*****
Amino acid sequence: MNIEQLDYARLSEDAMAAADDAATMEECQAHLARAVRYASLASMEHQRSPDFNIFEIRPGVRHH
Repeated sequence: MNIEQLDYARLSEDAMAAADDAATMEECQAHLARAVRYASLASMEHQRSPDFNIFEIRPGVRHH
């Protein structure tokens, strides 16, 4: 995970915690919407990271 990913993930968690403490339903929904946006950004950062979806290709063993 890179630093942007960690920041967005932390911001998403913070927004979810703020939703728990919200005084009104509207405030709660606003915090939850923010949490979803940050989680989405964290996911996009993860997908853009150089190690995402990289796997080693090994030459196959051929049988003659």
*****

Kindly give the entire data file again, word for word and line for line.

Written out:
Amino acid sequence: MNIEQLDYARLSEDAMAAADDAATMEECQAHLARAVRYASLASMEHQRSPDFNIFEIRPGVRHH
Repeated sequence: MNIEQLDYARLSEDAMAAADDAATMEECQAHLARAVRYASLASMEHQRSPDFNIFEIRPGVRHH
């Protein structure tokens, strides 16, 4: 995970915690919407990271 990913993930968690403490339903929904946006950004950062979806290709063993 890179630093942007960690920041967005932390911001998403913070927004979810703020939703728990919200005084009104509207405030709660606003915090939850923010949490979803940050989680989405964290996911996009993860997908853009150089190690995402990289796997080693090994030459196959051929049988003659």